Vinson: One of the things we play a lot in the pilot is how the chip doesn't really affect Gabriel's personality. Gabriel is who he is. He's very human that way. You'll see that the chip has defined who Mei Chen is.
Is there a reason why more chips couldn't be developed and put into other people who have the required gene?
Schindel: Well, no. The chip is in beta form. Cassidy was very reluctant -- he never dreamed that the second chip was either ready or had somebody that it could be installed. They are still working on the nuances of the chip that they have, but I don't think there's a technological impediment to replicating it.
Something that we do play the first season is Gabriel's success or lack of success with the chip and the decisions that he makes with the chip and whether they threaten the power structure has to do with whether the government is going to agree to fund more chips. It's almost like Cybercom and Gabriel are in some measure on probation in terms of how he handles that chip.
Is there time where Gabriel is forced to either go along with the government or make his own decision? Is there any moral dilemma surrounding the chip?
Vinson: The chip is so embedded in him. There's a later episode where he refers to it as just another sense to him. He owns it completely. There's never -- we don't play with morality of him using the chip so much. I do think there are moments in the series where he goes rogue and goes and does what he wants to do even if that's not what the Powers That Be want him to do.
Gabriel and Nelson have become brothers of sorts. Lillian's father's coming into the story. How do the character's relationships play into the stories?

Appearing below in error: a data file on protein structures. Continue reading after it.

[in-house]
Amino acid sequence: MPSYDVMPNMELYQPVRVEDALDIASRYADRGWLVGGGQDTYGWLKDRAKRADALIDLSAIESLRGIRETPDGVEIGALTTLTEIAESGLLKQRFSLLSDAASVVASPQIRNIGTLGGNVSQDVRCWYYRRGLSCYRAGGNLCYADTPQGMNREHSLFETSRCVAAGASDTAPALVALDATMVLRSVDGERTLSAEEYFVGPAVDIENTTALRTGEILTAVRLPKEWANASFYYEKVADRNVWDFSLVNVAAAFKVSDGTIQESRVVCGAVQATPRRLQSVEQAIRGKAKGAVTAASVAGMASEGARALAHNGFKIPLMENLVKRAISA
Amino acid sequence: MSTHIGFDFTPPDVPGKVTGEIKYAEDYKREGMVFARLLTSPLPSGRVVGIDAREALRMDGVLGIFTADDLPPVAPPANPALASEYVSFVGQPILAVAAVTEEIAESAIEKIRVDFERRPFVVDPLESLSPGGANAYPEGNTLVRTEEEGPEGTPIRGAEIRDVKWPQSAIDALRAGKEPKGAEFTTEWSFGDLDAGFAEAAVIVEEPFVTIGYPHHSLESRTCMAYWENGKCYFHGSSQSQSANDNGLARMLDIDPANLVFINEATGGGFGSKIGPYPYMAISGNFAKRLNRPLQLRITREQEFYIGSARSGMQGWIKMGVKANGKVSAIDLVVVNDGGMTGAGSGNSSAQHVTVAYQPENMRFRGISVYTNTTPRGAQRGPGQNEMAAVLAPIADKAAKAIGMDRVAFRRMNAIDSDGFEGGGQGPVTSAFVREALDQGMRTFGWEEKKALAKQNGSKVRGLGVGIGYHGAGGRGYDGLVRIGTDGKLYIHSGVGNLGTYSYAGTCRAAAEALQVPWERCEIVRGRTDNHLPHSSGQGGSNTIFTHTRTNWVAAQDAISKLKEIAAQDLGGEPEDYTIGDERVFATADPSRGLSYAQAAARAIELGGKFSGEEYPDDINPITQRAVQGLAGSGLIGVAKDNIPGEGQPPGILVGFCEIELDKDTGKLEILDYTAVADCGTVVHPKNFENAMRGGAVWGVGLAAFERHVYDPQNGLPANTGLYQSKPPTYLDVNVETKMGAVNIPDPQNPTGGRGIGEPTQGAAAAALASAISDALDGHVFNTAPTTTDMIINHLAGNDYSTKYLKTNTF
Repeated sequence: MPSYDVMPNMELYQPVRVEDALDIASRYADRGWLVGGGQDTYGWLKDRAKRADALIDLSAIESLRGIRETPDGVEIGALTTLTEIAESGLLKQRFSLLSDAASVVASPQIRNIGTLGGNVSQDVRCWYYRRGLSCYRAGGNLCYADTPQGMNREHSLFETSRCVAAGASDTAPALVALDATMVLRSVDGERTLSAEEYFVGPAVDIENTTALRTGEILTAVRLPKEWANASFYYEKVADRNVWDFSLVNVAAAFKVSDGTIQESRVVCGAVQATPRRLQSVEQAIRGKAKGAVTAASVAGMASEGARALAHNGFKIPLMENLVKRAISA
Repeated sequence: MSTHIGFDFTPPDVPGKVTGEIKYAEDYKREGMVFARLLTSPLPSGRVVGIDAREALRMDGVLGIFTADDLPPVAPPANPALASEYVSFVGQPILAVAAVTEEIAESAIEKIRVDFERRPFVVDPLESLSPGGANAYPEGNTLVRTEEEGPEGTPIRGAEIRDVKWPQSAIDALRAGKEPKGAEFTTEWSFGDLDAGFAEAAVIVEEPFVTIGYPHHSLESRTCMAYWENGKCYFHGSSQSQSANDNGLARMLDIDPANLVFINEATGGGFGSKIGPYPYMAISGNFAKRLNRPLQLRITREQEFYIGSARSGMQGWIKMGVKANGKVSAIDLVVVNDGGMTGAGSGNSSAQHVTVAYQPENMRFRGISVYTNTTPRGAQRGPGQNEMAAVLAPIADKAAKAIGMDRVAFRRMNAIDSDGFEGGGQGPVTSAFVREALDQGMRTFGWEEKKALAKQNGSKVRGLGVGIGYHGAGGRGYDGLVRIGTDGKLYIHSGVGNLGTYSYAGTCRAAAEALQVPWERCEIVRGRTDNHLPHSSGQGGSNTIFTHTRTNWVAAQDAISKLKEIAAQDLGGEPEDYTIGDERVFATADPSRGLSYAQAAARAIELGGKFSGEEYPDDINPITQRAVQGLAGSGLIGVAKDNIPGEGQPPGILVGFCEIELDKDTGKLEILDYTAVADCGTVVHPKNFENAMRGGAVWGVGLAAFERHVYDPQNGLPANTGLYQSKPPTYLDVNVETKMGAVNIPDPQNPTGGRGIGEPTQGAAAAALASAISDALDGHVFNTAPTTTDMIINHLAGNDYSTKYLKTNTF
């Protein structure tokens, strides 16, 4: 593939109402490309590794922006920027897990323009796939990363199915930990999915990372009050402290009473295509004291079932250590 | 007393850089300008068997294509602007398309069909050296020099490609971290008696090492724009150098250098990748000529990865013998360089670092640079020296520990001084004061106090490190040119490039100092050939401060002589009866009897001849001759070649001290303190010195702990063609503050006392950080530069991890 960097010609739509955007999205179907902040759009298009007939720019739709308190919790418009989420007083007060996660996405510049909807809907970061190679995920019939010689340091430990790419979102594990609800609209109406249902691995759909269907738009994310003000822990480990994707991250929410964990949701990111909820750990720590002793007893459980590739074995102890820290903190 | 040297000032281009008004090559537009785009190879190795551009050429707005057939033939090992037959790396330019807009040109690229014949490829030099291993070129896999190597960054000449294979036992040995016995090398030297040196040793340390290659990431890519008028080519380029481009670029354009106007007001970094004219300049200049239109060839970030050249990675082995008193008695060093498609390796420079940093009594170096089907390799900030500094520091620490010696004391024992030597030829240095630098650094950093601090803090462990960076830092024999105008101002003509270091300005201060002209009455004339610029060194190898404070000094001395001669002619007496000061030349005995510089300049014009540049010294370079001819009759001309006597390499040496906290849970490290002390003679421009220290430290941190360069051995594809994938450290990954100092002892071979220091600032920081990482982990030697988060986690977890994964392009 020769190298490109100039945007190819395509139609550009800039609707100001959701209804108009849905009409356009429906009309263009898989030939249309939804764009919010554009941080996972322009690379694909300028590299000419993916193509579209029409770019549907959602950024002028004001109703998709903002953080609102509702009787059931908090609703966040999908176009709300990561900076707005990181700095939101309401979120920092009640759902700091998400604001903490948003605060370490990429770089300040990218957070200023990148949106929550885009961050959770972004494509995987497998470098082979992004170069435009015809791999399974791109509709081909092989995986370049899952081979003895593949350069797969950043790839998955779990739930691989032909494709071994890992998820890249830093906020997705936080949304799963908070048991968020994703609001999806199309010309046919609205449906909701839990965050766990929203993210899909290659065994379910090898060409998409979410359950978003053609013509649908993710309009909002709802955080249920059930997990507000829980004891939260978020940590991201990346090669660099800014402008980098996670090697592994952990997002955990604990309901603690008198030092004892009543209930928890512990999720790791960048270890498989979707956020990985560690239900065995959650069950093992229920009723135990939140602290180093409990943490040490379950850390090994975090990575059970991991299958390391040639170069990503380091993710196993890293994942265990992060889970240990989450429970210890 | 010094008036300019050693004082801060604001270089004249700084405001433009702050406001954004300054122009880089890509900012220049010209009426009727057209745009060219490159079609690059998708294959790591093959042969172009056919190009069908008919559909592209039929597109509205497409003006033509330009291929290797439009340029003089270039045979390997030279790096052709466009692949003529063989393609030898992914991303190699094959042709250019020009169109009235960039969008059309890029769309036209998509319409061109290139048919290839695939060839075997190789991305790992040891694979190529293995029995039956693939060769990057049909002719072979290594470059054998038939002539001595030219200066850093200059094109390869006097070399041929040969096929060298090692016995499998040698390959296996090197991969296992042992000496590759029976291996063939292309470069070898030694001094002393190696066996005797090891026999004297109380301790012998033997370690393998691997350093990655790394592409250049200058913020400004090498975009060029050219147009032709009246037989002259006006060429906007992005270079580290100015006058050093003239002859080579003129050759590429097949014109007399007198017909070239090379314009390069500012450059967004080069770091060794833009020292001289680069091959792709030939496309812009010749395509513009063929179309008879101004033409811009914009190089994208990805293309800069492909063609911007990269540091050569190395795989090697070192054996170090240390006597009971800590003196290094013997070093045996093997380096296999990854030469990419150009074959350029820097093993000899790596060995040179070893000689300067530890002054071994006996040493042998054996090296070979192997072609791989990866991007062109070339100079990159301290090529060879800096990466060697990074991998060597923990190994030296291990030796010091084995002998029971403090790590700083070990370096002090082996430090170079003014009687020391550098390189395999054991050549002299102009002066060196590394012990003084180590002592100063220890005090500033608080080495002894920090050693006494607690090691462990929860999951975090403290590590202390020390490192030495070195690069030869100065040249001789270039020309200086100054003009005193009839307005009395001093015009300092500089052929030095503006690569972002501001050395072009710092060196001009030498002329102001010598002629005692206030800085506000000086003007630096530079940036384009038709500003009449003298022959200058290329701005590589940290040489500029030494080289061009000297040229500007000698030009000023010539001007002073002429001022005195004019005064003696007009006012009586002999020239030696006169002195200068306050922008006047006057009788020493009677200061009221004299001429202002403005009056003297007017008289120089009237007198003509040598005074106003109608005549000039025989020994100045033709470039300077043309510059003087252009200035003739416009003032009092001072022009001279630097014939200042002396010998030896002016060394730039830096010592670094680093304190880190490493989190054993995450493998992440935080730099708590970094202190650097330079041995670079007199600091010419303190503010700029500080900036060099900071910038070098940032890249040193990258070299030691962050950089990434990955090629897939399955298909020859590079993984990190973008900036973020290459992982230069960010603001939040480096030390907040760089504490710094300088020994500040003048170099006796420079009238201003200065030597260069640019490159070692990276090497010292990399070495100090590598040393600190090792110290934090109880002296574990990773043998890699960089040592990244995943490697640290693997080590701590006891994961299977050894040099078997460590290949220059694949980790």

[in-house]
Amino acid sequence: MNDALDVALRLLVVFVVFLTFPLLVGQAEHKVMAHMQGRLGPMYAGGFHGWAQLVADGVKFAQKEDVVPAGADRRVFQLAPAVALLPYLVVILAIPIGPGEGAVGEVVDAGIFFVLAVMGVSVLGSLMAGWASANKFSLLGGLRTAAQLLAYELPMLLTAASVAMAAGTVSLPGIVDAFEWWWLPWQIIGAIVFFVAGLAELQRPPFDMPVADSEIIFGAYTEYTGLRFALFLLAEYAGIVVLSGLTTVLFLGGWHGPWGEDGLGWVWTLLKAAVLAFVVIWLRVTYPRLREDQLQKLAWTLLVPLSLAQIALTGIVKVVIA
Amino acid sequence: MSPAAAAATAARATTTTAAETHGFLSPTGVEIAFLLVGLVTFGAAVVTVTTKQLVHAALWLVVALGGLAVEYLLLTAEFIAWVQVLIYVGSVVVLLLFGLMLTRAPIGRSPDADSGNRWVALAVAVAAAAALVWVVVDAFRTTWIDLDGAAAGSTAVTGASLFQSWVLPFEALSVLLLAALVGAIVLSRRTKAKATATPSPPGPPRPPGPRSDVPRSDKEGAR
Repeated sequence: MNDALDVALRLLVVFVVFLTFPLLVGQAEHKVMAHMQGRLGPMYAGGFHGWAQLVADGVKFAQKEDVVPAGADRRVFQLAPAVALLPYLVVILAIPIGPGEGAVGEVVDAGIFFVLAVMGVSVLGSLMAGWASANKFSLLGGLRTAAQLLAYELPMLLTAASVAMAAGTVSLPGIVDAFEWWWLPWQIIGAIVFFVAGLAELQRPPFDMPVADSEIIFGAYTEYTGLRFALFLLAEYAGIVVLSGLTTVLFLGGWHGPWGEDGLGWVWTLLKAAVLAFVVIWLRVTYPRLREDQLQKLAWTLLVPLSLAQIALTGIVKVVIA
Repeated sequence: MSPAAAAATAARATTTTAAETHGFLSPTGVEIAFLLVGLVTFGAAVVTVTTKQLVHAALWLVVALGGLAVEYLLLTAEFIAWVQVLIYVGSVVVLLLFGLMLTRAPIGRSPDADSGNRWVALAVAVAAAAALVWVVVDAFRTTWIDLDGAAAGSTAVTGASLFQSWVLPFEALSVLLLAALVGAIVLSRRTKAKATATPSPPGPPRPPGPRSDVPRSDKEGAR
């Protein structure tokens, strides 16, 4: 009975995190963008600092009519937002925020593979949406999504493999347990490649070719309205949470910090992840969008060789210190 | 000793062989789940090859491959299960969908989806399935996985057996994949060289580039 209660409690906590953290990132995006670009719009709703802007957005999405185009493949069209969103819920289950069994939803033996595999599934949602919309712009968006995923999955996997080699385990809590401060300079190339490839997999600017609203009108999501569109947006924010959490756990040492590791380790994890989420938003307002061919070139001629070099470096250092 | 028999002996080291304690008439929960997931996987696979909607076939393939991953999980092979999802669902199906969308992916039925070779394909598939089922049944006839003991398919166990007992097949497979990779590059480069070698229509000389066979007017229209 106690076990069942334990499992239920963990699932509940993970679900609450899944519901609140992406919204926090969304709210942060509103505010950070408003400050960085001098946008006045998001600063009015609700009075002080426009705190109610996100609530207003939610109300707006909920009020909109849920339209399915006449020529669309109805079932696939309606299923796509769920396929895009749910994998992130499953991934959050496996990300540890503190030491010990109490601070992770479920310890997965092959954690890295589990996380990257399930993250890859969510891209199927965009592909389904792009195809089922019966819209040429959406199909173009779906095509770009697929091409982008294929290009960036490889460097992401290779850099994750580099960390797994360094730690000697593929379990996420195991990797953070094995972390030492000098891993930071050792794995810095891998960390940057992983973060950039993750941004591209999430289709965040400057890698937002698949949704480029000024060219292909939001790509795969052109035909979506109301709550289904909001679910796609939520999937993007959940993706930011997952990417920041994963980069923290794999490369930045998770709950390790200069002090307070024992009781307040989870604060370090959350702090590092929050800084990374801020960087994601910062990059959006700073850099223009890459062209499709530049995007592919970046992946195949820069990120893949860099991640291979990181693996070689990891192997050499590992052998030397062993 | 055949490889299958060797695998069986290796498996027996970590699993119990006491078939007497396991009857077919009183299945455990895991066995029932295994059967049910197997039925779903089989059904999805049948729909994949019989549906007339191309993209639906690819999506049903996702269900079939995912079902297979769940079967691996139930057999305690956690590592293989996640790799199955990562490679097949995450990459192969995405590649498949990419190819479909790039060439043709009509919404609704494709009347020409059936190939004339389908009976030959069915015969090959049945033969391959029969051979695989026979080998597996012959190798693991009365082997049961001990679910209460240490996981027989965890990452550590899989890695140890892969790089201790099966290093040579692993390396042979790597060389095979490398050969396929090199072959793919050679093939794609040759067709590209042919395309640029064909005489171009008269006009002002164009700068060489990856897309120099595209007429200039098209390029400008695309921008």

Vinson: I think that's a far comparison. Cassidy is sort of a father figure to Nelson and Gabriel. And Lillian is a mother figure in some ways. Riley a sister. It's a family dynamic in some degree. I don't think in a lot of ways that was intentional on our part.
Lillian's father is a particularly interesting character. He's referenced in the pilot and he's got a very interesting background and you're never really sure where he's going to come out on things. In some ways, he's very much a product of the spy world. That to me is a character that's very fun for us to have. There is great conflict between him and Lillian and you'll see that as the series goes on.
What can you tell me about Lance Reddick's character?
Schindel: Lance is the current director of the CIA and there's always these turf battles within agencies and funding. And obviously Cybercom and Clockwork in particular has gotten an enormous amount of money and there's a bit of envy on Lance's part in terms of how much funding the government's given to Clockwork and a suspicion.
He's the Director of the CIA, so he has a natural suspicion and a natural wariness of Gabriel and his intentions. And certainly when Mei Chen comes on to the picture and you see the true capability that a chip can have and that you're entrusting all this power into one guy, like is his guy always going to do what we want and what happens when he doesn't listen to us. So he kinda comes in as a sort of antagonist is too strong a word. Sort of someone that thinks is giving checks and balances to the Clockwork program.
He's skeptical of the program?
Schindel: And little wary of Gabriel. The power that everyone is ceding to Gabriel to make these individual decisions. And is he making these decision for his own personal reasons or is he making these decisions because those were his orders. He's that military guy sort of watching over making sure he doesn't get out of line.
Intelligence airs on Mondays at 10 pm ET on CBS.